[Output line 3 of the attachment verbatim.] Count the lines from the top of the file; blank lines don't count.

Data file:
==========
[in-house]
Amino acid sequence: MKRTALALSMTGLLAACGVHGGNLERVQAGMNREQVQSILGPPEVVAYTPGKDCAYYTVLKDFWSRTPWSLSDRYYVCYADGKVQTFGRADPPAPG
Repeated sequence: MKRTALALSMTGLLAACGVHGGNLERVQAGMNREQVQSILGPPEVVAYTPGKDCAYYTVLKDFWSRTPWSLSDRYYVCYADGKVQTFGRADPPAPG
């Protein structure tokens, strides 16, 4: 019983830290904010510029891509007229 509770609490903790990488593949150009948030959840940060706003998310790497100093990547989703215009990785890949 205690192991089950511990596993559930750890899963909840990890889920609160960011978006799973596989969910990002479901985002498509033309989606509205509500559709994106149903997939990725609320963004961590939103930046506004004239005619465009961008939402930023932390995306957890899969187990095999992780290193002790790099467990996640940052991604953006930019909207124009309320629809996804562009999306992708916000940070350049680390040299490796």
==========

Repeated sequence: MKRTALALSMTGLLAACGVHGGNLERVQAGMNREQVQSILGPPEVVAYTPGKDCAYYTVLKDFWSRTPWSLSDRYYVCYADGKVQTFGRADPPAPG